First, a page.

One of the longstanding delusions of my adult life is that when I buy a book I am also buying the time to read it. It's a fairly harmless delusion as these things go, and at least I never lack for new reading material on my shelves at home.
Lately, however, I seem to be susceptible to a more dangerous delusion, that if I buy a project car I will have time, money, space, and skill to do the project. The delusion entered an acute phase recently -- perhaps assisted by my brother Mike's purchase of an old Jeep CJ-5 that he has somehow already managed to get running again:
Was it wrong of me to suggest he nickname it "Rusty"?
The fever peaked when Monique and I saw several beautifully patina-ed trucks while we were visiting Lebanon, Missouri. Suddenly, I could envision the lovely rat-rods that would emerge at the end of what I optimistically described as "a fun little project" to Monique.
This was a dangerous, deluded moment for a man with an unfinished rowboat project in his yard, much less for a man who still hasn't finished off three old "Fantastic Four" comic books he bought at his local comic-book shop back in July.
Some of you may recall that the ol' Patio Boat blog visited the topics of rat rods a few years back: Detroit AutoRama: Rat Rods. Most of those were, of course, extreme rats -- Rodents of Unusual Style, if you will -- suitable for a high-end hot-rod show like AutoRama. But the ones that particularly appeal to me are the ones that combine a worn patina on the outside with fresh mechanical and interior parts.
Here are a few photos of a lovely Chevy station wagon rat-rod that I spotted at the weekly Baker's Sunday Night Cruise in Milford, Michigan. Look past the big pile of patina to check out the beautiful engine and interior work. This is the style that I'm talking about:
Score a victory for the "Don't judge a book by its cover" crowd. This thing could swap leather-care tips with my Jaguar.
So what brought on this sudden desire to haul a beat-up old truck back from Lebanon, Missouri, to Michigan? It turns out that Lebanon was once a hot-bed of used-car dealers, thanks to its location on historic Route 66. And some of those dealers know just the right cheese to use in a rat-rod trap, rusty old trucks that look like they need to be rescued.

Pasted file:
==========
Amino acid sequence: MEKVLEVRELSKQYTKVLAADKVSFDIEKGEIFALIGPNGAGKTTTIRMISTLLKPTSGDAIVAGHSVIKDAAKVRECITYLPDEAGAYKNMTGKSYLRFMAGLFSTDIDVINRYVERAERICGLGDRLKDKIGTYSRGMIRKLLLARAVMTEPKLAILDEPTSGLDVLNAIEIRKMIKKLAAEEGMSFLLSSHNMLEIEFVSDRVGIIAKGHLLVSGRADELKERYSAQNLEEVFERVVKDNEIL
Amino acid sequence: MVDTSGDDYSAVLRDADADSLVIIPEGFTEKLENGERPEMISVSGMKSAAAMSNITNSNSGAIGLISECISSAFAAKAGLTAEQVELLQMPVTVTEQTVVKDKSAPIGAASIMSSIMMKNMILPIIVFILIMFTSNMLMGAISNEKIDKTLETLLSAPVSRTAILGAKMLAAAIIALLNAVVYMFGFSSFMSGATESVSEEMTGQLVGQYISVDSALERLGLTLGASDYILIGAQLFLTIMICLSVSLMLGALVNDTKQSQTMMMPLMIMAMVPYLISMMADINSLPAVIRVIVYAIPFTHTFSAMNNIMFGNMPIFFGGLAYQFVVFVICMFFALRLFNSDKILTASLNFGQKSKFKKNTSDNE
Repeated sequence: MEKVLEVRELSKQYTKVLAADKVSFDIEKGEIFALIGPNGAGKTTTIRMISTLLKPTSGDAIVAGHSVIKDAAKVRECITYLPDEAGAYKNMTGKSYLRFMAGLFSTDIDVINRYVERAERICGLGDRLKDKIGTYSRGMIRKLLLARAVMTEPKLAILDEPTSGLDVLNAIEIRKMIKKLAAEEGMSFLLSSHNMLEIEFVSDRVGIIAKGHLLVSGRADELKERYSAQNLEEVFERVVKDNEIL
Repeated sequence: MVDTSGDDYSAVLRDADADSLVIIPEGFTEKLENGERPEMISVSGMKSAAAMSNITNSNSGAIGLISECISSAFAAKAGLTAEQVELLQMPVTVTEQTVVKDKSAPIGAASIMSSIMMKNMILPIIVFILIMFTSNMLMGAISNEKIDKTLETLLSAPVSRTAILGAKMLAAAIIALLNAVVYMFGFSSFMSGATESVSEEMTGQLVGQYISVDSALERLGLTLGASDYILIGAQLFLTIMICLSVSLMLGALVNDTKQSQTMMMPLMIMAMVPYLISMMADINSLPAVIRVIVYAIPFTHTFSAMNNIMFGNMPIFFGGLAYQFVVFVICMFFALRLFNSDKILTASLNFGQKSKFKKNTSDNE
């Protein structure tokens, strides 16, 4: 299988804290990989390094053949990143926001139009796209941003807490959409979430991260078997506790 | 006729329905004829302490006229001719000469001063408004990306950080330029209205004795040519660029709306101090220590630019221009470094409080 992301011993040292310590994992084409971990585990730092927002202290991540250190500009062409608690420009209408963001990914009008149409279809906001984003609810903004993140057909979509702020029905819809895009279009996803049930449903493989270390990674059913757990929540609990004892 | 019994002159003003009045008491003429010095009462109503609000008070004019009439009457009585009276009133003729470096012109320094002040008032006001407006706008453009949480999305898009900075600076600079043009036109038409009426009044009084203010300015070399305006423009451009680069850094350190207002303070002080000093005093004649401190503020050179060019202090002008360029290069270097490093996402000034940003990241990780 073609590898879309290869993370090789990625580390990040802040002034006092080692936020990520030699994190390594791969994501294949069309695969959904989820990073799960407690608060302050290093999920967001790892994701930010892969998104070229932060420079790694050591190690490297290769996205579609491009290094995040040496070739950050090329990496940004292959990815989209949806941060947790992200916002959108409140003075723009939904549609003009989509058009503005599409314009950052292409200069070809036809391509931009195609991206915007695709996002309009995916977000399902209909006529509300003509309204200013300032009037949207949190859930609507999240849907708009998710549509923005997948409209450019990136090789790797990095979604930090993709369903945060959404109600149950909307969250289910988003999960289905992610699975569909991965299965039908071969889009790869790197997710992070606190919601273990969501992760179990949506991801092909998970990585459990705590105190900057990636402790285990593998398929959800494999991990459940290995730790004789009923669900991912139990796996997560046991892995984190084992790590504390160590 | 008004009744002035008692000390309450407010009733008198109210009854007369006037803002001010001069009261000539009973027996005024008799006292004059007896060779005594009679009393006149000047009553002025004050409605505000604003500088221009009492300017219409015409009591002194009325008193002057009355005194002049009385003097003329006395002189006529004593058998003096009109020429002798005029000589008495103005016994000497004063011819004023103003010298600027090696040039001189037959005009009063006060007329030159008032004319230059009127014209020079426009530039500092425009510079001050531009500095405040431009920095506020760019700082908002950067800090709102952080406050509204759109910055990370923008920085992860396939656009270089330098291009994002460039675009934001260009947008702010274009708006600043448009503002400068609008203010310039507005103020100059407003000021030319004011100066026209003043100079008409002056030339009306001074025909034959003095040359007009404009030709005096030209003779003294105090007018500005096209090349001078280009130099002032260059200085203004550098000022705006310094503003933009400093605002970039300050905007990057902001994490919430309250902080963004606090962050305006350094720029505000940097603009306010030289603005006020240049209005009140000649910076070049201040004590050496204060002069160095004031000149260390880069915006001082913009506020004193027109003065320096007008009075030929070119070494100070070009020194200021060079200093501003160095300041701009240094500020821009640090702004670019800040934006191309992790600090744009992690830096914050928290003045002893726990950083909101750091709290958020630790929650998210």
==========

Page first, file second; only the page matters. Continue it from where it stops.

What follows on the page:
The first that tugged at my heartstrings was an old International Scout. It reminded me of my own rusty old International Scout II that I managed to keep running for a year or so when I was in college. It was my last running wreck before I graduated and moved on to the style and elegance of the Mighty Plymouth Acclaim. All the rust you see here really is surface rust. The inside was a wreck, but it looked basically solid underneath, unlike my own rusted-out Scout:
Next came a GMC pickup from the late 40s or the early 50s with its windows broken out. We drove by this magnificent wreckage several times that weekend:
When you make a Corvair look new and cutting edge, you've really accomplished something.
Look, my future old pickup with my shiny new pickup behind it! Don't they belong together?!
Fortunately, sanity and a lack of a trailer prevailed. Monique and I drove our shiny, fresh, decidedly un-ratty pickup truck back to Michigan without dragging any rusty hulks behind us. The future rat-rod trucks of Lebanon, Missouri, are still there to make "a fun little project" for somebody with a wee bit more time, money, and space, not to mention infinitely more mechanical skill.
But, oh, that old International pickup would've looked sweet in our driveway.
(This post is part of a metadata tagging experiment on the ol' Patio Boat blog.)